MBAs Are Part Of The Problem, Not The Solution

In my early days as a financial journalist, I worked for the Anglo-French publisher Sir James Goldsmith. Although I can’t say I knew him well, he was a presence around the building, and he went on to provide a fulsome commendation for a book I published in 1995.

One of his memorable characteristics was his scorn for MBAs, whom he viewed as at best overeducated windbags. Hardly an ivory tower theoretician, he had never been to university but nonetheless ranked as one of Europe’s wealthiest self-made tycoons. He had thus earned his right to an opinion.

Nothing I have learned in the interim (in a career spent mainly in the United States and Japan) has undermined my confidence in his skepticism. Quite the contrary.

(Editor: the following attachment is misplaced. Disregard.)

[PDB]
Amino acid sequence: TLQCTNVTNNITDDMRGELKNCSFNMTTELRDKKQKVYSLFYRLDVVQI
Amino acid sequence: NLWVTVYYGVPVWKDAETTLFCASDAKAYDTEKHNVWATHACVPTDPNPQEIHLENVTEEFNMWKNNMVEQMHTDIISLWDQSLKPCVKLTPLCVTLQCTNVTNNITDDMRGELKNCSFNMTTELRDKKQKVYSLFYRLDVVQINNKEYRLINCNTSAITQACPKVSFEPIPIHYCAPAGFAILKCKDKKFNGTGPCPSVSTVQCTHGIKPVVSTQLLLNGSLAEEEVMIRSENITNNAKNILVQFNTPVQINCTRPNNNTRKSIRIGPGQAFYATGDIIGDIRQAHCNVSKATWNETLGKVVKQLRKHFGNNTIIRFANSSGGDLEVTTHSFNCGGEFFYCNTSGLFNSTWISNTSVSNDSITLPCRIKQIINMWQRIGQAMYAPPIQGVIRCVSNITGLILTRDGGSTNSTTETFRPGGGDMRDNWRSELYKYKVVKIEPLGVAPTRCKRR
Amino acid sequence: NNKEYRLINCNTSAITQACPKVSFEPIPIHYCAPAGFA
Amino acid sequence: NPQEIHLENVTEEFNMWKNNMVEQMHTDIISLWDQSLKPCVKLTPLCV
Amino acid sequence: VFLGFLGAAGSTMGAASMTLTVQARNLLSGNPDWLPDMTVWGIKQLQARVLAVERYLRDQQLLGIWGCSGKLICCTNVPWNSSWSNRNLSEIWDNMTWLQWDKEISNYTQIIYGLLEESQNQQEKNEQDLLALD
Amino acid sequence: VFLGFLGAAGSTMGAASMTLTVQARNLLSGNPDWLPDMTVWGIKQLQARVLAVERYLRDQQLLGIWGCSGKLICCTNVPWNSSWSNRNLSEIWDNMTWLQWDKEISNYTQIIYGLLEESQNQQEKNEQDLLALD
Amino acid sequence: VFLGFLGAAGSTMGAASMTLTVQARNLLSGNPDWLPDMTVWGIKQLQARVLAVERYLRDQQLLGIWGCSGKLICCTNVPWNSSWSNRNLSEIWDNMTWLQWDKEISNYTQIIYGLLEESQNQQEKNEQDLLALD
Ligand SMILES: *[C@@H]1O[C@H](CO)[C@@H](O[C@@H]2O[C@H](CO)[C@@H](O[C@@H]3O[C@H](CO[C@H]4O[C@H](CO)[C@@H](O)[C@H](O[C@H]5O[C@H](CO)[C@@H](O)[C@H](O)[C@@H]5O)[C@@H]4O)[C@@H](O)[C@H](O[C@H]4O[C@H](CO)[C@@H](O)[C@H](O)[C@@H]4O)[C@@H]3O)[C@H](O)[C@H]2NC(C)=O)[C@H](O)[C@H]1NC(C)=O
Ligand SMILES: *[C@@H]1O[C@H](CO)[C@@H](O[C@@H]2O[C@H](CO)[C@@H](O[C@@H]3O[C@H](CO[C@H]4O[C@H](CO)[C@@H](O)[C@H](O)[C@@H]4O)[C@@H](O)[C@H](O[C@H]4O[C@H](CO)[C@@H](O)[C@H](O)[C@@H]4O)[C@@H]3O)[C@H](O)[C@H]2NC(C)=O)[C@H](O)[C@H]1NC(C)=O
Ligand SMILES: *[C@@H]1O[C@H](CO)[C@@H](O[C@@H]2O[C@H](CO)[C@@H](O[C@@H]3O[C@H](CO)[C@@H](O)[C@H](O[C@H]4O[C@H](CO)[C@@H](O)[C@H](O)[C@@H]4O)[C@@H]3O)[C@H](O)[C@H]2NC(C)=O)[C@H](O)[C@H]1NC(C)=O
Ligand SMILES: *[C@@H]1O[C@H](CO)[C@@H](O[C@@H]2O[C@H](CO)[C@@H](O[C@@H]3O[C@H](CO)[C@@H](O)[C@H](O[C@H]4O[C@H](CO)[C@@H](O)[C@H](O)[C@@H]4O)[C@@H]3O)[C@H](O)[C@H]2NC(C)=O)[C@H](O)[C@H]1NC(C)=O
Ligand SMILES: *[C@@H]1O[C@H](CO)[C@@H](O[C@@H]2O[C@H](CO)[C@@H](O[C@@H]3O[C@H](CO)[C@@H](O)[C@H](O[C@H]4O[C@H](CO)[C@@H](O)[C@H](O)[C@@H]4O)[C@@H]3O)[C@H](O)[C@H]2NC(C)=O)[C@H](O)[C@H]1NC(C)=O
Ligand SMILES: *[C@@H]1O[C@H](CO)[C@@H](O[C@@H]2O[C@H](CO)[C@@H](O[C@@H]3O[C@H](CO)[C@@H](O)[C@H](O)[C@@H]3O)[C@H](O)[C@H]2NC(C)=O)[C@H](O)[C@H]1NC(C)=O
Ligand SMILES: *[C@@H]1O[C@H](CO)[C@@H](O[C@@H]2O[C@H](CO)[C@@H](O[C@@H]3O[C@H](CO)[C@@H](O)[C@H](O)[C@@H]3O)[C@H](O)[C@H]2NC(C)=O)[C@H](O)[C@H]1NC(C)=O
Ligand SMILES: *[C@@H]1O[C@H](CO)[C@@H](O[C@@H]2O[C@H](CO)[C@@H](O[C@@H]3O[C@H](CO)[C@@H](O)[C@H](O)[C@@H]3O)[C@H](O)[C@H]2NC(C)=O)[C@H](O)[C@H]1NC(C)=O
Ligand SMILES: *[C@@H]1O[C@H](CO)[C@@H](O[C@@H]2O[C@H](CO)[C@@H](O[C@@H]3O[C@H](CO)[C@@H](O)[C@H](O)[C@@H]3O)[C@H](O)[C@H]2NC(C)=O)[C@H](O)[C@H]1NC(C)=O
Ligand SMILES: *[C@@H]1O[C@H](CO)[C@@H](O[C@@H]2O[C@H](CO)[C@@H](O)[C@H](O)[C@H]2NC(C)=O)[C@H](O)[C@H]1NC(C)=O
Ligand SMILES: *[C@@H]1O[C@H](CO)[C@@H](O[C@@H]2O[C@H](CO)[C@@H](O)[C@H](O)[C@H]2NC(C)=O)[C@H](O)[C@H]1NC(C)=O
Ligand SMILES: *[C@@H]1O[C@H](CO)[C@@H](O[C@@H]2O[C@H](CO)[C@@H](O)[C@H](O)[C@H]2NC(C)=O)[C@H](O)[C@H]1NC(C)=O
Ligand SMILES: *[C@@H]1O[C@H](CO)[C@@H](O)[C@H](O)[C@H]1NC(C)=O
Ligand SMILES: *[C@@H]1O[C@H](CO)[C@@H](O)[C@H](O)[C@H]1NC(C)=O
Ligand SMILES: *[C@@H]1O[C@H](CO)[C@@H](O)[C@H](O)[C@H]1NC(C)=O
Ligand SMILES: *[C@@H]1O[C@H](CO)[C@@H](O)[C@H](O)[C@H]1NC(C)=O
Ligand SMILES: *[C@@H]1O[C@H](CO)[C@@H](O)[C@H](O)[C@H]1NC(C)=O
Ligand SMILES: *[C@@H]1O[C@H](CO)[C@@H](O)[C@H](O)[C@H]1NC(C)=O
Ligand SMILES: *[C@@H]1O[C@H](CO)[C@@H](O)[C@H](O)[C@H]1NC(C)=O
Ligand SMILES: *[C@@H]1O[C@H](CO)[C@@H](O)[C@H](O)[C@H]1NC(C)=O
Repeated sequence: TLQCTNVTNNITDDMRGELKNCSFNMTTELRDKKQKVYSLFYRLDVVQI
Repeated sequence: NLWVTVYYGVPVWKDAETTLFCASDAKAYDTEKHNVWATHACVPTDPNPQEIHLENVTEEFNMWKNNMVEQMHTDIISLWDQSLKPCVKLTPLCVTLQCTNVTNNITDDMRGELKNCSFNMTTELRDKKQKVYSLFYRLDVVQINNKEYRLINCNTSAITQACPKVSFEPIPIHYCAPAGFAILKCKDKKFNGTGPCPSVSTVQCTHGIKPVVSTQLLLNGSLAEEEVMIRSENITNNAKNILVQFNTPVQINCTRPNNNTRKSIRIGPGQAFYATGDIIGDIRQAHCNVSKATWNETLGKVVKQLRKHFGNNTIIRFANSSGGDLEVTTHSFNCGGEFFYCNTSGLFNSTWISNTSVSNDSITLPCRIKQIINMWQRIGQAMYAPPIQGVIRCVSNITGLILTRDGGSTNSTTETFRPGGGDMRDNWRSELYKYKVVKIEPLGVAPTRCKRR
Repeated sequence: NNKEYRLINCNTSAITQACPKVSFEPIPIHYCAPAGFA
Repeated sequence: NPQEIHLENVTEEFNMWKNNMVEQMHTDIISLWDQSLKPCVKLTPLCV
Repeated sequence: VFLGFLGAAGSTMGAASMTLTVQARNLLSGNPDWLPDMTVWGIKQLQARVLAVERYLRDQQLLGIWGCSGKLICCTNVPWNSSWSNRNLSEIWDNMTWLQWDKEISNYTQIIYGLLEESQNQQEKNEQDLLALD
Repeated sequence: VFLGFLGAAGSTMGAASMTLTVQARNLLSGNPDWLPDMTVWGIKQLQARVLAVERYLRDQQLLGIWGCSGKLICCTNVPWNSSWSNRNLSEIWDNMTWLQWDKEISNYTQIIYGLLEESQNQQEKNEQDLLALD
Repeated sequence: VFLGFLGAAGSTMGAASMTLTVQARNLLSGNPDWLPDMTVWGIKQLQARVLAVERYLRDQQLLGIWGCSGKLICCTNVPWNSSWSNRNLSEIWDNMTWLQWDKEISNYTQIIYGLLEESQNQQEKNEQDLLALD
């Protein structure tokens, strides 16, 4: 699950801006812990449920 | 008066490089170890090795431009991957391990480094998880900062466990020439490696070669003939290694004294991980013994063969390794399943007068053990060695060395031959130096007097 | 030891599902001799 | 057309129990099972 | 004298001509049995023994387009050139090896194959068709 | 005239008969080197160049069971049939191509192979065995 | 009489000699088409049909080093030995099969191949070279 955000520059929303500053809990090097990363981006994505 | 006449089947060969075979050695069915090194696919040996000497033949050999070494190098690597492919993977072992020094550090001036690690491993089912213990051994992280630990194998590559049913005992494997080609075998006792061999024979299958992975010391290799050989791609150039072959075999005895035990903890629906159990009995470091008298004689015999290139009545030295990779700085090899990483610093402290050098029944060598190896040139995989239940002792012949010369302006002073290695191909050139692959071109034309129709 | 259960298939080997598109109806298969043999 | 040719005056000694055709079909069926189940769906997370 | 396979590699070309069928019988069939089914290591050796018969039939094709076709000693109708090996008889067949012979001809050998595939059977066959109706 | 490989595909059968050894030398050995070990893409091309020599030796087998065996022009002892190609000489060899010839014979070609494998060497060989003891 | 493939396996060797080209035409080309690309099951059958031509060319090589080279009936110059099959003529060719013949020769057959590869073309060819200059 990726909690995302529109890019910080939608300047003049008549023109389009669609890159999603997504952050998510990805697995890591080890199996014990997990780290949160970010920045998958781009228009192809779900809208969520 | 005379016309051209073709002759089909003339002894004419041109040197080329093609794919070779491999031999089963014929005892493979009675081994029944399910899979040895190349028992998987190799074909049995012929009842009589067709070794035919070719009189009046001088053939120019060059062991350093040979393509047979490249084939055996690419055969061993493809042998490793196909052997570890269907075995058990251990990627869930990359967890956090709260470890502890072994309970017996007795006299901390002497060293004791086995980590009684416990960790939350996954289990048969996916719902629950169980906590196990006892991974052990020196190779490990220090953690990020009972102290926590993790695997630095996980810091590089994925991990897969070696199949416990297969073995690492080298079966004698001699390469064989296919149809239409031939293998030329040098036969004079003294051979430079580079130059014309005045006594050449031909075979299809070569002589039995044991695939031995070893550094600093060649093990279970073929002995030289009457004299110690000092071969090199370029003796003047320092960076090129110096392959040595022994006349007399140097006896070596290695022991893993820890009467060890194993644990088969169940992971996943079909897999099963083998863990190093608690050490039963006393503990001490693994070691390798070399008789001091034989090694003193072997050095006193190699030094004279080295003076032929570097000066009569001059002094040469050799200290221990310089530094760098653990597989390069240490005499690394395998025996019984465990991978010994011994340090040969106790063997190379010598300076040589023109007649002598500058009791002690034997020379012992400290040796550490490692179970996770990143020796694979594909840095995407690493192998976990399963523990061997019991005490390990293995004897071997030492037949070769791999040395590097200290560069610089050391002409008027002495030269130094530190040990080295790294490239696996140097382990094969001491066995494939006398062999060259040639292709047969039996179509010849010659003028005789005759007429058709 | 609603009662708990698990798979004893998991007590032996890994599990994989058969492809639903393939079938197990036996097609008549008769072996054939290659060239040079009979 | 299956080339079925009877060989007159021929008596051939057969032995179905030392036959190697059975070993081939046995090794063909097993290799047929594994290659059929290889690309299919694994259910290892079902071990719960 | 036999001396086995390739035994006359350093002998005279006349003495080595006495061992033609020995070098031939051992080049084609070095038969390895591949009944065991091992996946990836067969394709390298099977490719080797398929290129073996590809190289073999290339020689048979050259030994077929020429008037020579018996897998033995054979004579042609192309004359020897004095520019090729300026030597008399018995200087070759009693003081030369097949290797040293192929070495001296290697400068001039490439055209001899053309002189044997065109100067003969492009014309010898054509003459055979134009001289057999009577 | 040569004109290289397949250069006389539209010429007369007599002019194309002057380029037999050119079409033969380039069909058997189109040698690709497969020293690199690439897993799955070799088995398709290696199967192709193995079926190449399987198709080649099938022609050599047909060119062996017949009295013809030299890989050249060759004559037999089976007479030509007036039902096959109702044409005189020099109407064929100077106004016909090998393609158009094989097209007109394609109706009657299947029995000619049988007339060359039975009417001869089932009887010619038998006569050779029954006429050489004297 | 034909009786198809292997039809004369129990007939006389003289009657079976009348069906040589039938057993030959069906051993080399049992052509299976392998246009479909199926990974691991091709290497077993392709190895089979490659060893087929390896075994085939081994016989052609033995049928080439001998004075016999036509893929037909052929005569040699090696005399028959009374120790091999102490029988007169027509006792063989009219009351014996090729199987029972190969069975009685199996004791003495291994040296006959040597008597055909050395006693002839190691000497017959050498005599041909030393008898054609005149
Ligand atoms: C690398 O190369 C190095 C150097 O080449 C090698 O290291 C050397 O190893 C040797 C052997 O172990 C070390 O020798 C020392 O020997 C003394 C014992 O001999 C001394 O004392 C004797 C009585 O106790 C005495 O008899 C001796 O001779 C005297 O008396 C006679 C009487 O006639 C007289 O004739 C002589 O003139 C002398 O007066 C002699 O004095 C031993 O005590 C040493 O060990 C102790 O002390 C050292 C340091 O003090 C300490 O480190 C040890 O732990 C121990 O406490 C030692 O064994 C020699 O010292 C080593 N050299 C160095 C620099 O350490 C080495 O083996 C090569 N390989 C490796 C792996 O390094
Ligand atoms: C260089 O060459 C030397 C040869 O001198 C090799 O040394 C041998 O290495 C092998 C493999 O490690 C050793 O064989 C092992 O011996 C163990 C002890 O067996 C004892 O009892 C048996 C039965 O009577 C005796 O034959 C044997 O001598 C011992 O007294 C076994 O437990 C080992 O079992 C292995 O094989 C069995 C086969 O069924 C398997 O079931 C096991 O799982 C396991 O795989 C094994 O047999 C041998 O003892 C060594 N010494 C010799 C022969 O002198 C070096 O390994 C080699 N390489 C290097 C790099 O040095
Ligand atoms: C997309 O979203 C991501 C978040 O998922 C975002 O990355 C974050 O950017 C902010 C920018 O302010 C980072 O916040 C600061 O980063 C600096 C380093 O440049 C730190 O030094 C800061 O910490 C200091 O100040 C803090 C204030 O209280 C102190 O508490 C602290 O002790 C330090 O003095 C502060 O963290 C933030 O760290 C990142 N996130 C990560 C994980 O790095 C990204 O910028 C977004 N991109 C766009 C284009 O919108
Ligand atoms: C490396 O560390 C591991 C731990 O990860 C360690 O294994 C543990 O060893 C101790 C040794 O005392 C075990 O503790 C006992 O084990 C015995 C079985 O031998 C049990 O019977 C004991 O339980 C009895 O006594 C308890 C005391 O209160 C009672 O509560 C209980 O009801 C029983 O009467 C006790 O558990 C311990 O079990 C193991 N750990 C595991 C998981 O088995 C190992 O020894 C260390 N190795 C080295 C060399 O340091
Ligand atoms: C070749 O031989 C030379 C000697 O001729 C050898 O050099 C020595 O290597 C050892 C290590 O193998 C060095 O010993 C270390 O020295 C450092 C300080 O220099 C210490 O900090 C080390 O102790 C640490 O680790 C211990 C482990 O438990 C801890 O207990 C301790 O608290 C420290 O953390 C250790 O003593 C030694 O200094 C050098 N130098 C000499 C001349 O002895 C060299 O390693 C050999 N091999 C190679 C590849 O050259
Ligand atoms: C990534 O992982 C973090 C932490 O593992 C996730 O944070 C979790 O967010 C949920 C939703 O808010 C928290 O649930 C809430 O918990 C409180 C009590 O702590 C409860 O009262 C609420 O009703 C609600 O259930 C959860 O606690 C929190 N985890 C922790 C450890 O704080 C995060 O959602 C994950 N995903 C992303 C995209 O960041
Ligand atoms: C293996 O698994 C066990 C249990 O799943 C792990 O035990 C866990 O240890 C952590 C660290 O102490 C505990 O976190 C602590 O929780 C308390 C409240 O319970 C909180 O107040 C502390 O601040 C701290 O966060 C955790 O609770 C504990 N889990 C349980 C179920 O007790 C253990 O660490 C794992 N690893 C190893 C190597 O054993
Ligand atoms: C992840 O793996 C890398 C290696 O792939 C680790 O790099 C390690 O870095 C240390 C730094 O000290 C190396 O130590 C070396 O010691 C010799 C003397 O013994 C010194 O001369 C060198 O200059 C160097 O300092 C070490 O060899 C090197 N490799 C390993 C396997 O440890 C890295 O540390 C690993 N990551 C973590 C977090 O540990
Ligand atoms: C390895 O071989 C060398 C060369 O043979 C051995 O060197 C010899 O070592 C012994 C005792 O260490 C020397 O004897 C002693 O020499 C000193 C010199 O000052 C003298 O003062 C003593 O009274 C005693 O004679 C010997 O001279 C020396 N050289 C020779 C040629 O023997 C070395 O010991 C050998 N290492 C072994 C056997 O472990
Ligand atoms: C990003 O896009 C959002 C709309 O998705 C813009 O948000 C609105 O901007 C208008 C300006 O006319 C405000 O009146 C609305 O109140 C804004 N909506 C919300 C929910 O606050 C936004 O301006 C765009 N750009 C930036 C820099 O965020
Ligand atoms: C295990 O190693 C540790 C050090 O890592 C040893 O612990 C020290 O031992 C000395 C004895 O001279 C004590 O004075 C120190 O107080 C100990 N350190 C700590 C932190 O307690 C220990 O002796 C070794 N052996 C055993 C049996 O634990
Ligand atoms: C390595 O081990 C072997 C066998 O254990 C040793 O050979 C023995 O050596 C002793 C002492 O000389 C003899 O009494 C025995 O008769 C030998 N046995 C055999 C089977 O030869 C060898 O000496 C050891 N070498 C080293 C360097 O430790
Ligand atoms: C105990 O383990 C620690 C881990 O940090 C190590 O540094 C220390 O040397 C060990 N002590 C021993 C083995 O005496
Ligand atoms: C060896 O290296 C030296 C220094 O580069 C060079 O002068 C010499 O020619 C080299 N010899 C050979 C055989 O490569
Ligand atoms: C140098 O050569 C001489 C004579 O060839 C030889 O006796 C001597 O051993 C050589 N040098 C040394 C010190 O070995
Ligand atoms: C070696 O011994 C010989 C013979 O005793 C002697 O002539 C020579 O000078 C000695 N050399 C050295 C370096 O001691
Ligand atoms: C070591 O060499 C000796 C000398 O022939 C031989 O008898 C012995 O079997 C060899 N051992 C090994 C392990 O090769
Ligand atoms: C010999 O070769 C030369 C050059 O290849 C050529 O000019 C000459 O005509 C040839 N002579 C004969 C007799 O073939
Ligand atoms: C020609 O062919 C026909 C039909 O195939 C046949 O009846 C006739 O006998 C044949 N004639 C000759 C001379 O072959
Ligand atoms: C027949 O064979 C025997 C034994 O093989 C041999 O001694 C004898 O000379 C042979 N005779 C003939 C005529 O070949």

Perhaps the most telling evidence against the value of a business school education is in the various attempts to rank business schools around the world. There seems to be an inverse law at work: those nations with the most lackluster economies seem to score highest in the business school rankings. Meanwhile nations with outstandingly successful economies are nowhere in the rankings.

Take the latest Financial Times list. No fewer than fifty schools in the top 100 are in the United States alone. Meanwhile the United Kingdom boasts thirteen, Canada five, Australia three, and Ireland one. Thus the total for the Anglophone bloc is 72. Not bad for nations boasting less than 7 percent of the world’s population...


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